The Memory Police Yoko.jpg

On its surface “The Memory Police” feels like a typical dystopian novel about an oppressive military force. The narrator lives on an island where certain objects such as roses and music boxes totally disappear. Not only do these things vanish overnight but so do people’s memories of them. Anyone possessing or even recalling these things after they’ve been outlawed disappear themselves through the enforcement of an impersonal group known as the memory police. This leads people (such as the narrator’s mother who is taken away) to conceal objects which were supposed to disappear and people who remember outlawed things go into hiding. Events such as the systematic burning and destruction of outlawed objects have obvious parallels with historic fascist regimes. While it portrays this nightmarish world in a moving way, Yoko Ogawa’s novel isn’t as concerned with the mechanics of totalitarianism as it is with the philosophical mysteries of the human heart as well as the meaning and function of memory.

The narrator is a novelist and over the course of the book we also get snippets of a story she’s writing about a typist and her instructor. As the novel progresses the parallels between the narrator’s world and the typist’s world become surreally aligned as they seem to reflect her internal reality. While I found the sections of the narrator’s novel-in-progress somewhat intrusive at first they take on an increasing power as her reality grows increasingly bleak and restricted. The interplay between these stories is given a further complexity in how the narrator’s editor (only referred to as R) goes into hiding and tries to coax the narrator into remembering what’s been lost in the disappearances. It’s so interesting how this shows the complex process of memorialisation and prompts the reader to question things like: what’s vital to remember and what’s better to forget? How much do we imaginatively insert false memories into the truth of what occurred in the past? To what degree is our memorialization of certain things or people about our own ego rather than honouring what’s been lost?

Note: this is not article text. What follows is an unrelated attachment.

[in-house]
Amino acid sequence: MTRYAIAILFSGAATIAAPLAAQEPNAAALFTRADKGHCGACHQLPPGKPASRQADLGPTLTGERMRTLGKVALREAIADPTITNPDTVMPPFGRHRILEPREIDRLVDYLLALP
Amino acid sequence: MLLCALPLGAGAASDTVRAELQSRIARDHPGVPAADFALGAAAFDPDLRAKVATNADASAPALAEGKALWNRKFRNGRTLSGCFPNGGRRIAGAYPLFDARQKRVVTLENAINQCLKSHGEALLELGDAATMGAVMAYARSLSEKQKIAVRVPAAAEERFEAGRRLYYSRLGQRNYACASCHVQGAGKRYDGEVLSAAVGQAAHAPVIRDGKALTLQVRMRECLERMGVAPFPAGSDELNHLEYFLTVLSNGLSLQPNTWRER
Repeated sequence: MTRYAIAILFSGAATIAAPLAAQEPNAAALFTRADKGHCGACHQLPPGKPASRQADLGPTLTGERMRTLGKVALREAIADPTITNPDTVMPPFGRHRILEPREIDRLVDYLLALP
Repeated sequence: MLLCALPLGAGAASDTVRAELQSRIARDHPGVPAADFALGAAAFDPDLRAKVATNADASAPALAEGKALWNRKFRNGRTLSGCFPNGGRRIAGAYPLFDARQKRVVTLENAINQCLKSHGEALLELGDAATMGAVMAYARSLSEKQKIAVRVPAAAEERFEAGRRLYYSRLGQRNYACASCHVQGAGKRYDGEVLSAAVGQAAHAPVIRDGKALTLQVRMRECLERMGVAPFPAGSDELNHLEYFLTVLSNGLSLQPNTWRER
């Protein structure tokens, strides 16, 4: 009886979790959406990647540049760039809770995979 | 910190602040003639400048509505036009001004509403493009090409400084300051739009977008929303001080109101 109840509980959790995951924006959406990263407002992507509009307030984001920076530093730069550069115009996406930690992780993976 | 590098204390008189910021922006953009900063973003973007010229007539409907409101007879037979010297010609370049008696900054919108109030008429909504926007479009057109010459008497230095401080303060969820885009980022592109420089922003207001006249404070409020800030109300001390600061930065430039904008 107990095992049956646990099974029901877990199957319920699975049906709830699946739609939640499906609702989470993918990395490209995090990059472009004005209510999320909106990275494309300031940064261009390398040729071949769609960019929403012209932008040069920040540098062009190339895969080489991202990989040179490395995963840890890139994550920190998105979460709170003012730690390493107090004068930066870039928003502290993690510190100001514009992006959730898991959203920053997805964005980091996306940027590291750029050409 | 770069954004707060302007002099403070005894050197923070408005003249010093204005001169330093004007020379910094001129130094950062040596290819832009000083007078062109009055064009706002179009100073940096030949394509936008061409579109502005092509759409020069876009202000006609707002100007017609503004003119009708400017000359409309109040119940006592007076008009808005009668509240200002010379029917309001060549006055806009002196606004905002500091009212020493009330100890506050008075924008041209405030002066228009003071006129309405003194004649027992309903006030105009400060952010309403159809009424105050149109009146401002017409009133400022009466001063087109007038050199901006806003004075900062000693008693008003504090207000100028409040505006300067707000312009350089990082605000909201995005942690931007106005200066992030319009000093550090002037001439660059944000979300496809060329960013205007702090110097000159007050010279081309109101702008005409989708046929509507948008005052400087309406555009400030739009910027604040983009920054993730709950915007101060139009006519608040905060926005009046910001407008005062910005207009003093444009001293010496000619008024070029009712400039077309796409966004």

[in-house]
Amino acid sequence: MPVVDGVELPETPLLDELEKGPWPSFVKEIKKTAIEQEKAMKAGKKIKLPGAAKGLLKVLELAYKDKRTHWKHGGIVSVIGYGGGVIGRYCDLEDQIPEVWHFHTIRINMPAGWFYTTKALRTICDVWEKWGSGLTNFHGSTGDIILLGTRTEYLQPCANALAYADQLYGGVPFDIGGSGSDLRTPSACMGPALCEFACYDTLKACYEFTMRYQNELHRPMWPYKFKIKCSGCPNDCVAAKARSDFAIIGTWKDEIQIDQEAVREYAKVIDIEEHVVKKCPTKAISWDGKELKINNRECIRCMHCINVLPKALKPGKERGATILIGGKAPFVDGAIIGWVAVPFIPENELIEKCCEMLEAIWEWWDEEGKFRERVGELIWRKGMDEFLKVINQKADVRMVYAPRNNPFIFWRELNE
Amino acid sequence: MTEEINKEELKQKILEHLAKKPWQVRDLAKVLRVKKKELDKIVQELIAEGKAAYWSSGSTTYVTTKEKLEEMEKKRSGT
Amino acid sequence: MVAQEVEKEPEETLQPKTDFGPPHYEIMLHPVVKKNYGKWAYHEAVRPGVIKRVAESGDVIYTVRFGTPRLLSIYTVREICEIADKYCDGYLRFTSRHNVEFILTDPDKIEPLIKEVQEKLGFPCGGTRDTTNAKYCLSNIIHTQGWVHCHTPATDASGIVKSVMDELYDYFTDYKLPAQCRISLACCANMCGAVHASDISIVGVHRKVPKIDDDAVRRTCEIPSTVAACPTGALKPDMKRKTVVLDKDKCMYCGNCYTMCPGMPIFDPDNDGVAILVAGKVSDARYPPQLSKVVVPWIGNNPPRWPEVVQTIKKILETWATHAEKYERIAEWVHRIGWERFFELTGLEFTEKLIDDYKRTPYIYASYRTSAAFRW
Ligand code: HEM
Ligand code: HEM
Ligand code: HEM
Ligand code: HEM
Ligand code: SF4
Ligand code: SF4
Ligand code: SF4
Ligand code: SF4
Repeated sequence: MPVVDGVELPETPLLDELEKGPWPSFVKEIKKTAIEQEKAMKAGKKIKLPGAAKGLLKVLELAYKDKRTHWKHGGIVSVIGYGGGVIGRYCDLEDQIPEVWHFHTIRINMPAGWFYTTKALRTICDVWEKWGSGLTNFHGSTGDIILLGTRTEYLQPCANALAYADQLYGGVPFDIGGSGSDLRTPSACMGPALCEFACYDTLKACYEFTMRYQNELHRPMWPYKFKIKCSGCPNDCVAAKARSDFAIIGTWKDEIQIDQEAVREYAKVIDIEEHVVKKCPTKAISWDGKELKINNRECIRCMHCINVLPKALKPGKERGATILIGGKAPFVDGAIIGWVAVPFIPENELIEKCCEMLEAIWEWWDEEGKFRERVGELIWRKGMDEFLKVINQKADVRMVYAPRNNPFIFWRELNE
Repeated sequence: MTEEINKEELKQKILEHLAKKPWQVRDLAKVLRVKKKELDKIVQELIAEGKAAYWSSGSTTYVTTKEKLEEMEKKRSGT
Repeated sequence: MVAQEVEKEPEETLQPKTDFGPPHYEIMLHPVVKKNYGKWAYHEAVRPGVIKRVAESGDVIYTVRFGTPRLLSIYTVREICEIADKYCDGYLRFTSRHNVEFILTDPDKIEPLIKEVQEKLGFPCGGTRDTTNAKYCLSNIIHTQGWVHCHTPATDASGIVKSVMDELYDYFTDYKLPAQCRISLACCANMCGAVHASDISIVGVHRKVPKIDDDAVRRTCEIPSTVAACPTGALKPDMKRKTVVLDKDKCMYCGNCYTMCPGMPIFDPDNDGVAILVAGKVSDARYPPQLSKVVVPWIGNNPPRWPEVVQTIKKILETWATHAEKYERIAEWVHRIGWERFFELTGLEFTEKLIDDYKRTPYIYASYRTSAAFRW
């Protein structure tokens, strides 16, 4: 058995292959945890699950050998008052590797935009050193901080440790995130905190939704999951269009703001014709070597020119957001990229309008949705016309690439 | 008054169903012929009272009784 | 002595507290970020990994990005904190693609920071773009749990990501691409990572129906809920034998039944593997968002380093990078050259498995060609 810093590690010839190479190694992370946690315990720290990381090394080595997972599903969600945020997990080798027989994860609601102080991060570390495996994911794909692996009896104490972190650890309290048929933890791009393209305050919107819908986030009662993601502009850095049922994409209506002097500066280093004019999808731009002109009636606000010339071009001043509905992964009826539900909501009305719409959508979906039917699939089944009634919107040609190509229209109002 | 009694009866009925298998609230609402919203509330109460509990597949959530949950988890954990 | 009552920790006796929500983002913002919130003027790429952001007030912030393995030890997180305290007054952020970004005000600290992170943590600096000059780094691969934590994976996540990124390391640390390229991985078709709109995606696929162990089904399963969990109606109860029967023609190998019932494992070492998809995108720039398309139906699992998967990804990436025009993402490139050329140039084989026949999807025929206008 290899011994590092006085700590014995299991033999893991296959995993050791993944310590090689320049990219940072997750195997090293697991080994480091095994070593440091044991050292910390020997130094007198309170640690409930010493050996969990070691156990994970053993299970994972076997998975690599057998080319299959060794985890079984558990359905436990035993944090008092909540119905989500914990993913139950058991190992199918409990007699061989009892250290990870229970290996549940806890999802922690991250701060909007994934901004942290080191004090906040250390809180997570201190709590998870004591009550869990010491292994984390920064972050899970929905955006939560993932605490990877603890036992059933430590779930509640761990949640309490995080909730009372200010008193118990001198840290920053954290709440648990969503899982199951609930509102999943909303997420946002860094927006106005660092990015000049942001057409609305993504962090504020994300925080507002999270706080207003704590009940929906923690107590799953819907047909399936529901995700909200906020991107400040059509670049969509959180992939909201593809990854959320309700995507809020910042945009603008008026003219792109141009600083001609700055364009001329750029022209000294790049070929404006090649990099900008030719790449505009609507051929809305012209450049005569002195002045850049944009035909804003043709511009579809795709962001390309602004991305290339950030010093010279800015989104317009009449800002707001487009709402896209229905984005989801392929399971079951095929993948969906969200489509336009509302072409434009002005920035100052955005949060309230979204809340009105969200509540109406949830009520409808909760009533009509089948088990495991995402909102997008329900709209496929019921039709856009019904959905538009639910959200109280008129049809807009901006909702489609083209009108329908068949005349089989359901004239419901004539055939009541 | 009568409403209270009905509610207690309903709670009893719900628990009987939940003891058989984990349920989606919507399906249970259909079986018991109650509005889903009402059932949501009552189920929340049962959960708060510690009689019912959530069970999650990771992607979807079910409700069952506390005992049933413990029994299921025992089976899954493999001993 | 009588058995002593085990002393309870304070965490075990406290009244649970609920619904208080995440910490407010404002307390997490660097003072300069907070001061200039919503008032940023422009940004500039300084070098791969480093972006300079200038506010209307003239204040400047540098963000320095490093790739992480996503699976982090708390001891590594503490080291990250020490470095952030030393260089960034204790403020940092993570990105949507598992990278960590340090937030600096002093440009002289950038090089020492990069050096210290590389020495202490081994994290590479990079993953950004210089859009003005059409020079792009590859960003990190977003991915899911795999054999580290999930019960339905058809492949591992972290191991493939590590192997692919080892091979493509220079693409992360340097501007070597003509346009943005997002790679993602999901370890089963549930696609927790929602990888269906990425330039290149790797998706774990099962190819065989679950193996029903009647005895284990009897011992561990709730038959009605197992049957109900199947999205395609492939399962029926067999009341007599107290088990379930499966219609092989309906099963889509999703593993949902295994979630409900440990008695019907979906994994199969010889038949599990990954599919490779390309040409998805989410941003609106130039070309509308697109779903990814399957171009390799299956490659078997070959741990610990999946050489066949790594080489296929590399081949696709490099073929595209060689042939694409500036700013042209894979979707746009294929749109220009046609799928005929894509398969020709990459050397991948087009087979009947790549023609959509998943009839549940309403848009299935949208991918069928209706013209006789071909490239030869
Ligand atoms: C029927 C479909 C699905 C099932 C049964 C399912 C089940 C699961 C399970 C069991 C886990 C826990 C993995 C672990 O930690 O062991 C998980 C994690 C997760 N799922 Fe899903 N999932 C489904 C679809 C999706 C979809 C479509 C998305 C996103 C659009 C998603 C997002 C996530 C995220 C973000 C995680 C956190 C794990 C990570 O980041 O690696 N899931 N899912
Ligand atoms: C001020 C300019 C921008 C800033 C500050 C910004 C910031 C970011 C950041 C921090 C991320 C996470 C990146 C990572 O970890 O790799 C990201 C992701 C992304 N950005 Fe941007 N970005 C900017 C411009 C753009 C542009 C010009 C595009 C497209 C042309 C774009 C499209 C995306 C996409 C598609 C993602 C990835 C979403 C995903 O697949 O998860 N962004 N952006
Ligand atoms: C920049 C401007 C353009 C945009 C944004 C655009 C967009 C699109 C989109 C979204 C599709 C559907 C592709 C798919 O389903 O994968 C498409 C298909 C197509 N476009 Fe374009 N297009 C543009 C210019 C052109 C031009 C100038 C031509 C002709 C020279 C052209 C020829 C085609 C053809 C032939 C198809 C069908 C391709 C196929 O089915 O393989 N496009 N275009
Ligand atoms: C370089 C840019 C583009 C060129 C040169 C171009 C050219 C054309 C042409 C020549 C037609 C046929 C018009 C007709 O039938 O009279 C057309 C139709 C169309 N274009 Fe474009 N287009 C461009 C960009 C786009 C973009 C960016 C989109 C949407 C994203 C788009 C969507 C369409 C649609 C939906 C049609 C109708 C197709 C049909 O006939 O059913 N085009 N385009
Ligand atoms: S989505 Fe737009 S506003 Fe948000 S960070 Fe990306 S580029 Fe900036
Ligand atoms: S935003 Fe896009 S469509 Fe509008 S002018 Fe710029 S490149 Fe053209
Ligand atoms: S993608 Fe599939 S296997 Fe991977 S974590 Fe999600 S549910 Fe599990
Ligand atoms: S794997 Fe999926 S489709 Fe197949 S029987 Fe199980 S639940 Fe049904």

From reading Ogawa’s previous novel “The Housekeeper and the Professor” it’s clear these complex issues about memory are ones which doggedly preoccupy the author. I admire how she explores them in surprisingly subtle ways and from different angles in her brilliantly unique novels. She also has an interesting way of approaching the parallel issue of romance – both romance between people and our romantic relationship with our own pasts. In “The Memory Police” there’s a lot of discussion about the heart and how “A heart has no shape, no limits. That’s why you can put almost any kind of thing in it, why it can hold so much. It’s much like your memory, in that sense.” When things disappear it’s described as leaving holes in the hearts of people who can’t remember them and, because their absence forms these “new cavities”, it drives people to destroy any remaining physical trace of the thing. It’s like destroying sentimental letters, photographs or mementos when a relationship ends or a person dies – as if that can cancel out our feelings of bereavement.

The narrator’s mother is a sculptor: “My mother had loved to sculpt tapirs, even though she had never seen one in real life.”

The narrator’s mother is a sculptor: “My mother had loved to sculpt tapirs, even though she had never seen one in real life.”

In contrast to the resistant attitude of the editor R, the narrator also has a long-time friend and supporter in a figure only referred to as the “old man”. Although he assists the narrator in hiding the editor and rescuing disappeared goods, he has a more apathetic attitude about the worrying frequency with which things vanish. He states: “The disappearances are beyond our control. They have nothing to do with us. We’re all going to die anyway, someday, so what’s the differences? We simply have to leave things to fate.” Paired with the disappearances of memories is an inertia and lack of resistance from most of the general population who simply comply. This echoes many examples from history where people are unwilling to defend their values, way of life and the lives of others when threatened by a perceived authority. I’m sympathetic to this dilemma and it’s a complex subject. I admire the way this excellent novel wrestles with these issues that we all face both as individuals and citizens of our communities.

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AuthorEric Karl Anderson
CategoriesYoko Ogawa